Who owns the followers of a Twitter account after a tweeting employee leaves a company? This is the $340k question being asked of an American court, which could set a new precedent and send shockwaves throughout the legal world.
In this case, an employee working for a telephone company blogged and tweeted as part of his role. During this time he gained a following of 17,000 people over 4 years. Upon leaving the company the employee changed the username on the account from ‘@Phonedog_Noah’ to ‘@NoahKravitz’. The former employee argues that the company gave him permission to retain the account on the condition that he would tweet about the company from time to time.
The company disagrees, stating that significant funds and resources had been invested as part of a social media strategy that included growing its following on Twitter to increase online presence. Interestingly, the company is not simply attempting to regain control of the account and thus the followers, but has attempted to put a monetary value on each follower, said to be $2.50 per follower per month which brings the value of the claim to $340,000 over the course of 8 months.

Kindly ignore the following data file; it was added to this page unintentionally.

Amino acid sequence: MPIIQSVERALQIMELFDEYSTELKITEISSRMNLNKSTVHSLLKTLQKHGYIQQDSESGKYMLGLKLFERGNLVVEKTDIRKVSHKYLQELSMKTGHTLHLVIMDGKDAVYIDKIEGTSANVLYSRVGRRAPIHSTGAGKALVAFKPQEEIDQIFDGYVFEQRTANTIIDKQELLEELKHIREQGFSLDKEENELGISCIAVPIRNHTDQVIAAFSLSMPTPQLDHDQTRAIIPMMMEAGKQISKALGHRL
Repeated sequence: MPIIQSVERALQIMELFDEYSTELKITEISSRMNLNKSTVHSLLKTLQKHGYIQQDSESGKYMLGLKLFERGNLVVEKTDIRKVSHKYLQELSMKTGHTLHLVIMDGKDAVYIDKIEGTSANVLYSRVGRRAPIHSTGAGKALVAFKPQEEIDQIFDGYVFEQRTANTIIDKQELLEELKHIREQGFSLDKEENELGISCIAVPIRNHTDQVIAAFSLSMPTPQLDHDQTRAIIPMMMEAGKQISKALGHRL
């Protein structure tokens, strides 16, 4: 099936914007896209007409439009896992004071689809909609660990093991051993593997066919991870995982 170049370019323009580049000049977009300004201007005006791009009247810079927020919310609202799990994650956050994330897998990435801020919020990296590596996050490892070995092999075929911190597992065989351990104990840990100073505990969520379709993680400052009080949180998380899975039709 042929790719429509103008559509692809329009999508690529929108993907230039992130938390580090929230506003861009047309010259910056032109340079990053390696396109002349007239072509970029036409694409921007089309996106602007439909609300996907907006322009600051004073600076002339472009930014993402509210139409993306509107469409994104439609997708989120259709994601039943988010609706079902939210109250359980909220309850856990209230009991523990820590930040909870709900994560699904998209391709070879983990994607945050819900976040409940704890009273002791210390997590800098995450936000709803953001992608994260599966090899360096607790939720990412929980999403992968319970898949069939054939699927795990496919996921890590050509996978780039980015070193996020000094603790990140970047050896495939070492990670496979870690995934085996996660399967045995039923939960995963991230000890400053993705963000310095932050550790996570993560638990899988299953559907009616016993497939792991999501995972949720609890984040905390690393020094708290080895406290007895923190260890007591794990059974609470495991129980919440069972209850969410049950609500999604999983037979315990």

The dispute is centred on the question: who owns the followers following the end of employment? There are a few differing schools of thought here. It can be argued that traditionally employees leave behind details of contacts obtained throughout employment when they move on. However in the social media context ‘followers’ may not always be traditional business contacts; this loosely defined group can be made up of friends, family, competitors and any member of the public who chooses to subscribe.
The second major sticking point is that if ownership is proven to be with the company, the company may be entitled to some form of damages for the temporary loss it has suffered – but how can a value be placed upon an intangible asset such as a list of Twitter followers? That is for the court to decide if this does proceed to trial.
A point that has not been explored in this scenario is the possibility of an injunction, perhaps to de-activate a Twitter account to prevent an individual from ‘tweeting’ or using the account at all until the dispute is resolved. It would be interesting to see the courts apply an age old remedy to social media problems such as the one considered in this article. In the meantime employers may wish to draw up clear social media policies for staff to ensure they do not become the next headline.